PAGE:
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article imageReview: ‘The Second Best Exotic Marigold Hotel’ learns from the past Special

By Sarah Gopaul     Mar 9, 2015 in Entertainment
‘The Second Best Exotic Marigold Hotel’ is a step-up from its predecessor, allowing the characters to indulge in their quirks and adventures while audiences simply enjoy the performances.
Older characters in movies are generally seen in supporting roles, restricted to the sidelines as their younger counterparts have all the fun. But as some of cinema’s greatest and most likable actors age, filmmakers are seizing the opportunity to tell stories that appeal to a more mature demographic. In recent years, there have been a number of films featuring aged actors who are not afraid to call attention to their years of experience. However The Second Best Exotic Marigold Hotel sets itself apart by centring on a somewhat more realistic though still entertaining view of retirement that doesn’t involve guns or espionage.
The Best Exotic Marigold Hotel and its residents are thriving; so much so that Sonny (Dev Patel) wants to expand by opening a second location. However, he needs help financing his dream project. With the assistance of Mrs. Donnelly (Maggie Smith), Sonny meets with an American retirement franchise and proposes they invest in his plans and form an international partnership. Intrigued by the idea, the Americans agree to send an undercover inspector to assess the Marigold’s operations and potential. While Sonny obsesses about impressing the inspector (Richard Gere) – or possibly just another resident he’s mistaken for the inspector – he neglects his wedding plans and fiancé, Sunaina (Tina Desai), who he worries is being seduced by a recently returned childhood friend (Shazad Latif).
Since the residents are already settled and integrated into the once-foreign land, there’s no need for all the backstory and character development that occupied the first picture. Instead viewers are invited to watch how well they’ve adapted, running the local ex-pat club, giving cultural tours, buying goods for an upstart and entertaining marriage prospects. As a result, more of the story is focused on the drama in Sonny’s life. From trying to prevent his mother from interacting with the guests (though Gere’s character is not easily dissuaded) to allowing his insecurities and paranoia to jeopardize his relationship with Sunaina to his possible implosion as all the self-imposed pressure rises to meltdown proportions.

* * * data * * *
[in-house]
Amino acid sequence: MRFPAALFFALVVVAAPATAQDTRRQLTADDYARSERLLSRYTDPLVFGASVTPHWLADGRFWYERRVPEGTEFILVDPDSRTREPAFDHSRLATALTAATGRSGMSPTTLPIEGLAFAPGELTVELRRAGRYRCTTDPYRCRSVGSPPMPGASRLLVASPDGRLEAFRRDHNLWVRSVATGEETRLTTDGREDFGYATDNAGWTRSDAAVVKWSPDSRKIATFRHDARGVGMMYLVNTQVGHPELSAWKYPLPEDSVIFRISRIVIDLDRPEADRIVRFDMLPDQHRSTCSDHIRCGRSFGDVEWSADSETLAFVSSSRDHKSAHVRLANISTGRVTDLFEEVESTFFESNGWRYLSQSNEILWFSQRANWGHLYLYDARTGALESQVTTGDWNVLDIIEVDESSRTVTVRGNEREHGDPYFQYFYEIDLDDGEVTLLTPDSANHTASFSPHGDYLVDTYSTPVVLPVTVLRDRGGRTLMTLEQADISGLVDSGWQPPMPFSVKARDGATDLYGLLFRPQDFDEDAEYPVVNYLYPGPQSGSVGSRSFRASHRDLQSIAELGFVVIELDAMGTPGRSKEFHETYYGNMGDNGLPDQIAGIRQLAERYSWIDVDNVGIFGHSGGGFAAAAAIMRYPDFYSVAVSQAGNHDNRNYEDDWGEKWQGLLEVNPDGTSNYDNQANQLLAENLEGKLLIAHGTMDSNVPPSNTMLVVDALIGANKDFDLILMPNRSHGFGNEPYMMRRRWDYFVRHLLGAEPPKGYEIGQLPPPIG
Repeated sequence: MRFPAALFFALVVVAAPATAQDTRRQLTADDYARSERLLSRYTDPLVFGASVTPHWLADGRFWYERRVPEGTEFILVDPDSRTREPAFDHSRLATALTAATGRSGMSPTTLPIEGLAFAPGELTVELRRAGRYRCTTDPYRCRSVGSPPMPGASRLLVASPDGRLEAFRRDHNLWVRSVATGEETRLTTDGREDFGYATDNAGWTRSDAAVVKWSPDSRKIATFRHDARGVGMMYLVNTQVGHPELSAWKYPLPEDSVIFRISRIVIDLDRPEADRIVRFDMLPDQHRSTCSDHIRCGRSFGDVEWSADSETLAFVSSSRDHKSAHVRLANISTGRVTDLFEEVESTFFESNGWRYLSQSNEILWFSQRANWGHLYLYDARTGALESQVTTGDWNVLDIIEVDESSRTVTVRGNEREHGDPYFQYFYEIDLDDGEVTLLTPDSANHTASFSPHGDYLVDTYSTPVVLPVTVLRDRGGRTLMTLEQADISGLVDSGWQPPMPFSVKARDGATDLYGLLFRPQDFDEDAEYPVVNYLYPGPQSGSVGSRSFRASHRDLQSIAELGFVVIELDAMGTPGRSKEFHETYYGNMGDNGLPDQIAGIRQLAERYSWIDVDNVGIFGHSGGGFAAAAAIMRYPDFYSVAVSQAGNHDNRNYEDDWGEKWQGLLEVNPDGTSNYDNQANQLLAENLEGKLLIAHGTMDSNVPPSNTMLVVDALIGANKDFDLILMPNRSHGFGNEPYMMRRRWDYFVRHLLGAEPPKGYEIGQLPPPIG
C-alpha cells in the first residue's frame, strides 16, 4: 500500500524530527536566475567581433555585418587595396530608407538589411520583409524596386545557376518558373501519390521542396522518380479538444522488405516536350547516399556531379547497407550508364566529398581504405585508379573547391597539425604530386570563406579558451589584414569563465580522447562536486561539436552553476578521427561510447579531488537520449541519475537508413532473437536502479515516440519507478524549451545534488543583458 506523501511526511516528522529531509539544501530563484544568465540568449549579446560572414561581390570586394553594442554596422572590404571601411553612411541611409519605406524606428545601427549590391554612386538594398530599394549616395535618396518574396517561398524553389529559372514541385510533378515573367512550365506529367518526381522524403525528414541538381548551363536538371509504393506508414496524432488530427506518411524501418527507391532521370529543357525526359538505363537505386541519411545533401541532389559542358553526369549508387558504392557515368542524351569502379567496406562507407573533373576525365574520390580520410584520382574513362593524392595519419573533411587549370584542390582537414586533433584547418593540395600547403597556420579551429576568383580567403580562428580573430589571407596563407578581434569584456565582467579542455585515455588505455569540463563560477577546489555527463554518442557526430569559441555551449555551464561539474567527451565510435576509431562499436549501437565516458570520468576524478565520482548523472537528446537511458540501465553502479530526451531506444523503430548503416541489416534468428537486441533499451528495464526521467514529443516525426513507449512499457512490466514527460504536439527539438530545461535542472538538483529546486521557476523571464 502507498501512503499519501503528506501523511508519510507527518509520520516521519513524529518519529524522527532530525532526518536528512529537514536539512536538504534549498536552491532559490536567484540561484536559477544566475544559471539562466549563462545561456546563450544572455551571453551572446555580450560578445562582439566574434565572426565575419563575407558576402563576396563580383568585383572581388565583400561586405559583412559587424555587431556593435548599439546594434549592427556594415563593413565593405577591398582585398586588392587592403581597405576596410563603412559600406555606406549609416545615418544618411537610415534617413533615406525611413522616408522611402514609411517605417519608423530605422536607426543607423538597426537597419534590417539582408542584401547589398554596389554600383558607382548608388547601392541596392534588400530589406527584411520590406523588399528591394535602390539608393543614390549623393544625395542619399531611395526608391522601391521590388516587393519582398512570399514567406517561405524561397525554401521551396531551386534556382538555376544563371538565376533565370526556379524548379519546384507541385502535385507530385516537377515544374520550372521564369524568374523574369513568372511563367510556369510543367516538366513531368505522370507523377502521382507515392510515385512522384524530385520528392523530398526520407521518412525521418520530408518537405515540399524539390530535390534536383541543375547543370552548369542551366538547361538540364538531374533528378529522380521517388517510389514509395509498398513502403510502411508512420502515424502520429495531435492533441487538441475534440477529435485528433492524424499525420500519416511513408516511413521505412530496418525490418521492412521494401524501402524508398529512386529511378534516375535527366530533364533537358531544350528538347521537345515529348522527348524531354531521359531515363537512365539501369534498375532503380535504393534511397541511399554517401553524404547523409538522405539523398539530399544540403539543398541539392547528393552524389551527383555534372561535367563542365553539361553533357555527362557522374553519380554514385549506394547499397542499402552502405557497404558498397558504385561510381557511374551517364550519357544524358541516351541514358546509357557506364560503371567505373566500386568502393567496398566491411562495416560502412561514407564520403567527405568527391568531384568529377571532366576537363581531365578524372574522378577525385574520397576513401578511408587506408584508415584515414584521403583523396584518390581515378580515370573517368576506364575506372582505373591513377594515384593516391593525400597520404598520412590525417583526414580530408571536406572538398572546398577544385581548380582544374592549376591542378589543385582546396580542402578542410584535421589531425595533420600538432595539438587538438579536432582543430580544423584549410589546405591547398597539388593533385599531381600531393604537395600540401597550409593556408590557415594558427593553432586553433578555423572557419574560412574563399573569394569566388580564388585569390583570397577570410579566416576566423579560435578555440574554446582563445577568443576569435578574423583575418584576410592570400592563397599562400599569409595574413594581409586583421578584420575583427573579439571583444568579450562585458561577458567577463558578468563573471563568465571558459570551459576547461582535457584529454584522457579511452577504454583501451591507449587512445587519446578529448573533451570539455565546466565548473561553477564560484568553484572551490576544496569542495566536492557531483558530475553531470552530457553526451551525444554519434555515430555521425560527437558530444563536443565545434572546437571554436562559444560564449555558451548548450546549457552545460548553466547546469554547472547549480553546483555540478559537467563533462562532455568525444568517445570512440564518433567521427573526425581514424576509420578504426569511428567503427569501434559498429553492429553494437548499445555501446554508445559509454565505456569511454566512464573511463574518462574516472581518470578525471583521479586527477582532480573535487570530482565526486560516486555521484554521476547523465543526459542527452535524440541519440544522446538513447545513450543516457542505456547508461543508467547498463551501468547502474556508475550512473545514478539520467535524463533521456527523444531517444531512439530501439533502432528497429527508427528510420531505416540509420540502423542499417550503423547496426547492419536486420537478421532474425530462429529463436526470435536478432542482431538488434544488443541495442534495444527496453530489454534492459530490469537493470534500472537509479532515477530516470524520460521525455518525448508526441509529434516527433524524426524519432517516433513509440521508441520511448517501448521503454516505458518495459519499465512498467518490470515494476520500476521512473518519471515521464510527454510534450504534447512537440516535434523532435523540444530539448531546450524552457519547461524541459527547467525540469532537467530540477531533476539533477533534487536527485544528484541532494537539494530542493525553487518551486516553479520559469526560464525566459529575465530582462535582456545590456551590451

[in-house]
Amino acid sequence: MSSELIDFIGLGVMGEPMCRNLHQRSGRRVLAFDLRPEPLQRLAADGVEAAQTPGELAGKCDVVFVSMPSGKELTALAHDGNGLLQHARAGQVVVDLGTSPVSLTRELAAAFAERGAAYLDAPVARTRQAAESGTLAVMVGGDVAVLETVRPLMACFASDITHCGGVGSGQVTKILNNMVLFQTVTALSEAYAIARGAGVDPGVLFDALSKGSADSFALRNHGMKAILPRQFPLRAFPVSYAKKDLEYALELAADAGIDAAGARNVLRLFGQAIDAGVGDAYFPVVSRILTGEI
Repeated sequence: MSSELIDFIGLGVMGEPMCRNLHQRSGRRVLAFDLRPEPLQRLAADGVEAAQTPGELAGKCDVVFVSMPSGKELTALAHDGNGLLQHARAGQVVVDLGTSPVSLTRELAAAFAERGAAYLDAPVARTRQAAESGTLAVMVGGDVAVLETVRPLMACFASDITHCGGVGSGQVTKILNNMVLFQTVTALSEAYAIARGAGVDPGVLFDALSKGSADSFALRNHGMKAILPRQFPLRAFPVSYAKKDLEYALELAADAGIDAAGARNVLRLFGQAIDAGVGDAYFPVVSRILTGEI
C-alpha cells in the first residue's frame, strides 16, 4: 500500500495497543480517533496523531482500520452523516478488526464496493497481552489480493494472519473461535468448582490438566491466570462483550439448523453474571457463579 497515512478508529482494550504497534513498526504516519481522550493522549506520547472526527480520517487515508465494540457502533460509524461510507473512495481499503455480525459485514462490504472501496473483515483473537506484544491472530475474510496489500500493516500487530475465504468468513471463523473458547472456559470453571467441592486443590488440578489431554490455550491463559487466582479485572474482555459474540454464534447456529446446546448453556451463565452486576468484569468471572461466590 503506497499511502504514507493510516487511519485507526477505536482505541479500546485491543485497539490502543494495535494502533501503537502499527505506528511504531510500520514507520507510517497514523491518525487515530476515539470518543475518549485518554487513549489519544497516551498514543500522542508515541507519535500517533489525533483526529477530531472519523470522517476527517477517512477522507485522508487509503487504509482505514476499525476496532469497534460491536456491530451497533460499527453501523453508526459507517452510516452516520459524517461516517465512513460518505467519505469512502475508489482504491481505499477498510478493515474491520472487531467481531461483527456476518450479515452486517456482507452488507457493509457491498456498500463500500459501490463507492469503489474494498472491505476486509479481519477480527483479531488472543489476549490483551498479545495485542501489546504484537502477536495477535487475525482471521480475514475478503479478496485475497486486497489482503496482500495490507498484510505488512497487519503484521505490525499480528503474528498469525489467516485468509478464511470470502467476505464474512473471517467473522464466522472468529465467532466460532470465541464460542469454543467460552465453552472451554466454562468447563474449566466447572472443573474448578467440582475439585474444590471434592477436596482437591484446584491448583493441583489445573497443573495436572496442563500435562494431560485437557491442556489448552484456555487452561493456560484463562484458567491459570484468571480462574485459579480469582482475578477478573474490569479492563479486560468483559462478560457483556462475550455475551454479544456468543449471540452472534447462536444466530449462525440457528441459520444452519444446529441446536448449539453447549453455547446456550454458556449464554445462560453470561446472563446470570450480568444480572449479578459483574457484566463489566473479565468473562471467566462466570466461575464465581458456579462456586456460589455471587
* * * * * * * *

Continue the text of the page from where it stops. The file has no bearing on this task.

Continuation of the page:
Smith’s cranky Mrs. Donnelly is always a highlight, though it’s clearer now that much of her irritation is a sign that she cares — just don’t try to offer her tea made with tepid water as demonstrated by a lengthy (and valid) scolding at the picture’s start. Besides, a cast of such talented veteran actors including newcomer Gere who instils his character with his signature charm, Dame Judi Dench, Bill Nighy, Celia Imrie, Ronald Pickup and Diana Hardcastle can only deliver sincere and enticing performances when given such endearing material with which to work. And Patel remains ever delightful, portraying Sonny’s unquenchable enthusiasm, fast and passionate speech patterns, and amusing approach to business.
It’s easy to tell when a cast is enjoying their time on set and it’s quite obvious that within the context of this film the actors were having a grand time reprising these characters. This fact is never clearer than at the movie’s end, which includes an energetic dance sequence that even brings the retirees to the dance floor.
Director: John Madden
Starring: Judi Dench, Maggie Smith and Bill Nighy
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